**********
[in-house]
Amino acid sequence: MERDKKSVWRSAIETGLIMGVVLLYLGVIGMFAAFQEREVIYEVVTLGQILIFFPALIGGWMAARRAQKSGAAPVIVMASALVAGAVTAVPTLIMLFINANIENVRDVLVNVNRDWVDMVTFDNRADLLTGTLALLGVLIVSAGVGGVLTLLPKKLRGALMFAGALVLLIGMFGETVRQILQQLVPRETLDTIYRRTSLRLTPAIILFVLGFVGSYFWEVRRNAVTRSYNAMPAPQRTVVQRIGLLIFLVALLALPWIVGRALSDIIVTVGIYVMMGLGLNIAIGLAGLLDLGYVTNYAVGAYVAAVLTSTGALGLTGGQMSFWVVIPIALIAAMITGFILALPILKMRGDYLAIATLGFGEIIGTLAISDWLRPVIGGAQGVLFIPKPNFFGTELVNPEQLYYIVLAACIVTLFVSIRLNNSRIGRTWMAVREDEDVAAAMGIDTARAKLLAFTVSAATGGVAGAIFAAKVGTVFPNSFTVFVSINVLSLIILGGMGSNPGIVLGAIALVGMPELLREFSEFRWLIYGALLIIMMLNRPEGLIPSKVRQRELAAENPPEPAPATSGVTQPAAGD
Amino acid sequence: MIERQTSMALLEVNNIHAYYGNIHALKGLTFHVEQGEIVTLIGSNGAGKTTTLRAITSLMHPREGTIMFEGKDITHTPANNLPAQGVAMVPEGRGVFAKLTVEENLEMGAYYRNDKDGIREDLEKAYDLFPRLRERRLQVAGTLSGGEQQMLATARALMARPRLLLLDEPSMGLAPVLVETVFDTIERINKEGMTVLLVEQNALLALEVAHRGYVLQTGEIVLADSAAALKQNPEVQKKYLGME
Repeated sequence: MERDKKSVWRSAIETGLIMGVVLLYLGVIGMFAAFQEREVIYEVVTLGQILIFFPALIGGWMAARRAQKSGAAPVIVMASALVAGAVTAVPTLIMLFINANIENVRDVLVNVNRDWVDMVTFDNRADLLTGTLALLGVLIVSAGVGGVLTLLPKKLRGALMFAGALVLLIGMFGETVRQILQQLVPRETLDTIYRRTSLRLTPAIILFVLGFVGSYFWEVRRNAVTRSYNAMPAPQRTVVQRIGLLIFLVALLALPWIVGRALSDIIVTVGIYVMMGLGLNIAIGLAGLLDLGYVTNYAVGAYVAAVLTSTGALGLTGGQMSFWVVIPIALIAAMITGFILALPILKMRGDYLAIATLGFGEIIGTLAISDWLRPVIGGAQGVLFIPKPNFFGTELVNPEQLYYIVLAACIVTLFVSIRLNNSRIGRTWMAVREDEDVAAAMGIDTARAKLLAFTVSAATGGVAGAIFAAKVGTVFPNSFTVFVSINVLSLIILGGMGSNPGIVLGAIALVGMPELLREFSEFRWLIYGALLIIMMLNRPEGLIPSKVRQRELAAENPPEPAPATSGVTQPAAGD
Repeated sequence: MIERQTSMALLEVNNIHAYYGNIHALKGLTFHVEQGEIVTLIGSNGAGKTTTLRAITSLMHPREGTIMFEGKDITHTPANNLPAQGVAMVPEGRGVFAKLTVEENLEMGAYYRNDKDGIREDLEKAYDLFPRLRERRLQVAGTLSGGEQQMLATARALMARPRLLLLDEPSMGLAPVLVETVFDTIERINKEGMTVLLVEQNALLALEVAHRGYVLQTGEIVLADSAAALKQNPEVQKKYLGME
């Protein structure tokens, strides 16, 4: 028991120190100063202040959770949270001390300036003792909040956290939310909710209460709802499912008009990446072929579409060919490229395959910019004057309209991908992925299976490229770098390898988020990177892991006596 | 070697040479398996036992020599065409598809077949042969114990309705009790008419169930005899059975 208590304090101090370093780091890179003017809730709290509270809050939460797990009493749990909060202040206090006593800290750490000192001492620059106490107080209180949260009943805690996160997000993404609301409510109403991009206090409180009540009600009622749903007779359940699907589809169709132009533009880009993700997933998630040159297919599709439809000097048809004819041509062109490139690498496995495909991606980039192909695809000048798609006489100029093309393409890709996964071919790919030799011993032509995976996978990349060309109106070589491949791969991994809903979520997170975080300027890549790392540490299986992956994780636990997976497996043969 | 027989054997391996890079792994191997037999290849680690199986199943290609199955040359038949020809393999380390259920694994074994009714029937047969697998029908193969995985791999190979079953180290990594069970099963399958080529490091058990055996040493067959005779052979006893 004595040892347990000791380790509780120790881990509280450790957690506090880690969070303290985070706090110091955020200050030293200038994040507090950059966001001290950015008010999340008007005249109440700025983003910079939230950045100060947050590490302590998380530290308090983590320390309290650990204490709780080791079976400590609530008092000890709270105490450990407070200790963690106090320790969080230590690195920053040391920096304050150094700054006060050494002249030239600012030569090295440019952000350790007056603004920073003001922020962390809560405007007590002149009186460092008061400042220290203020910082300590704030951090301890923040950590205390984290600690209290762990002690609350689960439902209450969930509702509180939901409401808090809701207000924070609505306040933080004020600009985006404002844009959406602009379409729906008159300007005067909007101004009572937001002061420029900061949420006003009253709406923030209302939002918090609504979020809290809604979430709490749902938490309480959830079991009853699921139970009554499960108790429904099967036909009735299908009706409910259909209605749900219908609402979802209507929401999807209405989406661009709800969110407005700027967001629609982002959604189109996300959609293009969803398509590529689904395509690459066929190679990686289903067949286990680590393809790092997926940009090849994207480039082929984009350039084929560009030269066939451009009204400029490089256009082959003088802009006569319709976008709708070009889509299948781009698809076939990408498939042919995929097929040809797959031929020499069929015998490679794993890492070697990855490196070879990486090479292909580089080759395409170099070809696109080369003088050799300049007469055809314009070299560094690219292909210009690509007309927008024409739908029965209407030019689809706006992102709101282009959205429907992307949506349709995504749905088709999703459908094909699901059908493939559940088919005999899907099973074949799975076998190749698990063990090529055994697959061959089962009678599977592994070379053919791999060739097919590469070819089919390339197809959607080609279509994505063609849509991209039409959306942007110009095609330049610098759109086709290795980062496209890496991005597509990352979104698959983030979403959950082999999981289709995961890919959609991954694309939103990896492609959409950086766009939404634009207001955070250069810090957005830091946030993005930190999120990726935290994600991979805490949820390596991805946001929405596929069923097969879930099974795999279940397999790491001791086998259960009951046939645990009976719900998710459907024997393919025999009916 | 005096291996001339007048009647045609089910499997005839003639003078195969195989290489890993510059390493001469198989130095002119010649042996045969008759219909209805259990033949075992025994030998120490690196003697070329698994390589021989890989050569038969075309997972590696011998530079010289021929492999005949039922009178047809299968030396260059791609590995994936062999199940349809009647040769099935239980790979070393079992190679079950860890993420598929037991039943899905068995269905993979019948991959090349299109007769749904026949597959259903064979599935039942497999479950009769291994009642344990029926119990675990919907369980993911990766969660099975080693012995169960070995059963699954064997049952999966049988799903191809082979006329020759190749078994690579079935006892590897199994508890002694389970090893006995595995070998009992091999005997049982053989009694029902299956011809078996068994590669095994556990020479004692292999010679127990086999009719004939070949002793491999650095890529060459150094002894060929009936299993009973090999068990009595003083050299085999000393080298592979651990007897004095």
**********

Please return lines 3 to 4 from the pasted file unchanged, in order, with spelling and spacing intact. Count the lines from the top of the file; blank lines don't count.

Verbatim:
Amino acid sequence: MIERQTSMALLEVNNIHAYYGNIHALKGLTFHVEQGEIVTLIGSNGAGKTTTLRAITSLMHPREGTIMFEGKDITHTPANNLPAQGVAMVPEGRGVFAKLTVEENLEMGAYYRNDKDGIREDLEKAYDLFPRLRERRLQVAGTLSGGEQQMLATARALMARPRLLLLDEPSMGLAPVLVETVFDTIERINKEGMTVLLVEQNALLALEVAHRGYVLQTGEIVLADSAAALKQNPEVQKKYLGME
Repeated sequence: MERDKKSVWRSAIETGLIMGVVLLYLGVIGMFAAFQEREVIYEVVTLGQILIFFPALIGGWMAARRAQKSGAAPVIVMASALVAGAVTAVPTLIMLFINANIENVRDVLVNVNRDWVDMVTFDNRADLLTGTLALLGVLIVSAGVGGVLTLLPKKLRGALMFAGALVLLIGMFGETVRQILQQLVPRETLDTIYRRTSLRLTPAIILFVLGFVGSYFWEVRRNAVTRSYNAMPAPQRTVVQRIGLLIFLVALLALPWIVGRALSDIIVTVGIYVMMGLGLNIAIGLAGLLDLGYVTNYAVGAYVAAVLTSTGALGLTGGQMSFWVVIPIALIAAMITGFILALPILKMRGDYLAIATLGFGEIIGTLAISDWLRPVIGGAQGVLFIPKPNFFGTELVNPEQLYYIVLAACIVTLFVSIRLNNSRIGRTWMAVREDEDVAAAMGIDTARAKLLAFTVSAATGGVAGAIFAAKVGTVFPNSFTVFVSINVLSLIILGGMGSNPGIVLGAIALVGMPELLREFSEFRWLIYGALLIIMMLNRPEGLIPSKVRQRELAAENPPEPAPATSGVTQPAAGD